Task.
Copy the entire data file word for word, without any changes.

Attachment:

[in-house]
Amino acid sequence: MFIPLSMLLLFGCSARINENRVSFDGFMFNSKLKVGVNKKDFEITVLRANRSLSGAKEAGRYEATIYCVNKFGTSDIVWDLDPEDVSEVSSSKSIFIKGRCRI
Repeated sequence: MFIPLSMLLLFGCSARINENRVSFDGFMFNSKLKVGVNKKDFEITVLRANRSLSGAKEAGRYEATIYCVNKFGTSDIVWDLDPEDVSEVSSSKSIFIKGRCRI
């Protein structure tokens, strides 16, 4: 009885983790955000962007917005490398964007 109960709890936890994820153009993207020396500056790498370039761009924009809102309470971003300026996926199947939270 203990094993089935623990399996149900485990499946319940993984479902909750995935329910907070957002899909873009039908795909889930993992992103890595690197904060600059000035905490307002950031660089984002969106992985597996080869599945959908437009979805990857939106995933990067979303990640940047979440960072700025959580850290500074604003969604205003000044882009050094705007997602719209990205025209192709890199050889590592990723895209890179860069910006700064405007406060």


[in-house]
Amino acid sequence: MFIPLSMLLLFGCSARINENRVSFDGFMFNSKLKVGVNKKDFEITVLRANRSLSGAKEAGRYEATIYCVNKFGTSDIVWDLDPEDVSEVSSSKSIFIKGRCRI
Repeated sequence: MFIPLSMLLLFGCSARINENRVSFDGFMFNSKLKVGVNKKDFEITVLRANRSLSGAKEAGRYEATIYCVNKFGTSDIVWDLDPEDVSEVSSSKSIFIKGRCRI
């Protein structure tokens, strides 16, 4: 009885983790955000962007917005490398964007 109960709890936890994820153009993207020396500056790498370039761009924009809102309470971003300026996926199947939270 203990094993089935623990399996149900485990499946319940993984479902909750995935329910907070957002899909873009039908795909889930993992992103890595690197904060600059000035905490307002950031660089984002969106992985597996080869599945959908437009979805990857939106995933990067979303990640940047979440960072700025959580850290500074604003969604205003000044882009050094705007997602719209990205025209192709890199050889590592990723895209890179860069910006700064405007406060």